In 2019 Lance Lynn finished with the 11th best WAR in the entire league according to FanGraphs. I don’t think anyone expected those kinds of results from Lynn going into the 2019 season. Lynn is currently 32 years old and is less than a month away from turning 33. So, as a pitcher past his physical prime, how did Lynn go from league average to one of the best pitchers in the league according to WAR? Is this success sustainable?
Prior to 2019 Lynn’s best season as far as WAR goes was in 2014 when he recorded a 3.6 WAR with the St. Louis Cardinals. Those were the days that I seemed to think was his prime. He was a part of that Cardinals team that used to dominate the NL Central. In 2011, his rookie year, he pitched out of the pen in the Carinal’s World Series title run. Then from 2013 to 2015 the Cardinals won the NL Central three years in a row. Lynn was a big part of that team and was a firm foundation in that rotation. From 2012 to 2017 Lynn started at least 30 games each year except in 2016 when Lynn missed the entire season due to Tommy John surgery. Well, in 2012 he only started 29 games put appeared in 35 games total so let’s not get lost in the technicalities.
Lynn’s time with the Cardinals seemed to be what would define his career. He wasn’t anything special as he was your average middle of the rotation starter on a team that was constantly seen in the playoffs. Following his time with the Cardinals he signed a deal with the Twins in 2018 but was then traded to the Yankees the same year. Nothing changed in Minnesota or New York as he recorded a 5.10 ERA in Minneapolis and a 4.14 ERA in the Bronx. Come the 2019 offseason Lynn was a free agent again and signed a three-year deal with the Rangers for $30 million. At the time, this wouldn’t have been a deal that I would have offered Lynn if I were the Rangers. Except he proved to already be worth the money in the first year of his contract alone. Come the trade deadline I wrote an article suggesting that the Rangers should flip Lynn for prospects as they were a team that seemed to be in the rebuilding process. However, they decided to keep Lynn and I’m excited to see him paired with Corey Kluber in 2020 on the Ranger’s staff in their new stadium. The question is though will Lynn continue his newfound success? In order to figure that out we first need to determine how he became so effective in the first place.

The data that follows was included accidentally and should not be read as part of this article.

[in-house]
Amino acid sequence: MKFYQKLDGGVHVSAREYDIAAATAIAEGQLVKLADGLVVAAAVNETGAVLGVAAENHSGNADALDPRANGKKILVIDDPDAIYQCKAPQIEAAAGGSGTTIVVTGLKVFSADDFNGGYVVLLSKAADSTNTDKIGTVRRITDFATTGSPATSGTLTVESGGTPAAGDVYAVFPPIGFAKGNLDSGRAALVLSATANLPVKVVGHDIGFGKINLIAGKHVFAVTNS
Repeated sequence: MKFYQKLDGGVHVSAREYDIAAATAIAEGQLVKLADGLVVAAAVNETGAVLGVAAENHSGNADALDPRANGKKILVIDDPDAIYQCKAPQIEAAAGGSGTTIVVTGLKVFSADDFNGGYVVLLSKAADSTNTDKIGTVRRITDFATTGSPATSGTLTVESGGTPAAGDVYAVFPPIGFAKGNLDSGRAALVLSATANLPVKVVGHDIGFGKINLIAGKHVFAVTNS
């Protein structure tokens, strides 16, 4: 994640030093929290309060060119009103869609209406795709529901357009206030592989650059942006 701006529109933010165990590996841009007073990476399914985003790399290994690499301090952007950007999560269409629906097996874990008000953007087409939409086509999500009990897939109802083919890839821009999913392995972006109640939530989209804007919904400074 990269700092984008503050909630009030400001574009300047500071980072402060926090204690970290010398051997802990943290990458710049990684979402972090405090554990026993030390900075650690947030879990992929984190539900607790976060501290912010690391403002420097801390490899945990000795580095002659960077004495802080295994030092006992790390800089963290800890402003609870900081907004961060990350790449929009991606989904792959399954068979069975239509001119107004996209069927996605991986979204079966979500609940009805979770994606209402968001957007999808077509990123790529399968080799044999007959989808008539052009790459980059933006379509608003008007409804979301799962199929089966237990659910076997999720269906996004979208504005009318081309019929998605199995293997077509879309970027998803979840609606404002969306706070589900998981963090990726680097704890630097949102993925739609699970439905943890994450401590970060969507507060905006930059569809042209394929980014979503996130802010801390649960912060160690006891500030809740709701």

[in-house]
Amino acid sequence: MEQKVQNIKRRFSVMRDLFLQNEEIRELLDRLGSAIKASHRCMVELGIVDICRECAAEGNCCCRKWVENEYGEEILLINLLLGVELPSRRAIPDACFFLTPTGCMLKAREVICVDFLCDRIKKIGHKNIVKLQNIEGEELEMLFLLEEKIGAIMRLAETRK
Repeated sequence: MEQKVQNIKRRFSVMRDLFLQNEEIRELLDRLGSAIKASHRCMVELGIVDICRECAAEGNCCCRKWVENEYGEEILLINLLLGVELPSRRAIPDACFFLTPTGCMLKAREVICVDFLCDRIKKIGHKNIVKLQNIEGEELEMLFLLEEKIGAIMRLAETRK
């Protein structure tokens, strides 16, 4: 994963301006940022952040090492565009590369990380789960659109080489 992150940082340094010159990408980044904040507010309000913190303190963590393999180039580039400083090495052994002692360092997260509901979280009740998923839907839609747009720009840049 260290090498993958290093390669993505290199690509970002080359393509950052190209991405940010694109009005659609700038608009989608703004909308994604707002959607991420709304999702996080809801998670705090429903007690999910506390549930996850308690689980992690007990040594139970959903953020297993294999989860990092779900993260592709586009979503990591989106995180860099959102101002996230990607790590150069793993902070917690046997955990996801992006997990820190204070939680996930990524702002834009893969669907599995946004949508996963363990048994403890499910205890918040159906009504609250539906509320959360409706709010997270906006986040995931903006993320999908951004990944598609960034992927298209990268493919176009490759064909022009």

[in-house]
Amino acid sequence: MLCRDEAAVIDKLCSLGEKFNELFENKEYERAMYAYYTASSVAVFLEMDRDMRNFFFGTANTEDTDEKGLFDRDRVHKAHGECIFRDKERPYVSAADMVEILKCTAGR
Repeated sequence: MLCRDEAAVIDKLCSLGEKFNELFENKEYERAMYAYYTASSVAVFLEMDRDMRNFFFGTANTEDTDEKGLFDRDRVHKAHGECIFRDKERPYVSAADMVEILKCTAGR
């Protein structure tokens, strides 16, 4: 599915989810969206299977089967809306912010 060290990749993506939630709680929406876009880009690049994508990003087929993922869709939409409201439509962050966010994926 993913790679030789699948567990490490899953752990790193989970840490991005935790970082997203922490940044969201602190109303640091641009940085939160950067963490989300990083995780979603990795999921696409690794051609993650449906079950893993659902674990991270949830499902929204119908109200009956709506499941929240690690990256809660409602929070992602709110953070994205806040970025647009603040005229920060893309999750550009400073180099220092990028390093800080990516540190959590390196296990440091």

One change that he made was ramping up the usage of his fastball. You can take a look below at his pitch% chart from Baseball Savant.
As it turns out, Lynn’s fastball is pretty good. Even though he only throws in at an average of 94.6 MPH (which is still hard) he gets extremely good results on it. Hitters only recorded a .219 xBA and a .397 xSLG on his fastball in 2019. So I can see why he threw it more than 50% of the time.
It’s hard to believe that Lynn can be so effective when he really doesn’t have a big offspeed pitch. In 2019 he his arsenal was distributed as follows:
He basically either throws his fastball, sinker, or cutter all of the time. This is just something you don’t see very often, especially in today’s game when so many pitchers focus on crafting a curveball or slider with a crazy spin rate. Lynn has the makeup of a pitcher that is past his time and belongs in the older days of baseball. He belongs in the days when pitchers could blow away hitters with a 95 MPH fastball and throw it time and time again. Yet, Lynn plays in today’s game and still finds a way to be successful.
What separated 2019 Lynn from previous years was the number of innings that he pitched. Yes, we saw an uptick in performance but the most notable one was the number of innings that he pitched. Lynn was a workhorse in 2019 and because of it racked up a sizable WAR.
If you look at the numbers from his FanGraph’s player page below you can see that huge uptick in innings pitched. Yes, we see an improvement in numbers like ERA, K/9, and FIP but it’s the innings pitched that allowed him to record a 6.8 WAR. It’s because he produced so often for the Rangers that he was seen as a valuable asset.
As far as 2020 and future years go for Lynn, I see no reason why he can’t mirror 2019 in some format. Is he going to top his 6.8 WAR? Probably not but it’s not out of the question. However, he can still be effective for the Rangers and record a 3.67 ERA with 200 innings on his ledger. It is a matter of time though until his xFIP catches up with him and we see some form of regression with age. I define Lance Lynn as a workhorse who will go out to the mound and give you quality innings. Is he an ace? No, he’s not an ace but that doesn’t mean he isn’t valuable. The Rangers made a smart decision to sign Lynn and even though he will soon be turning 33 I still believe he has plenty of gas left in the tank.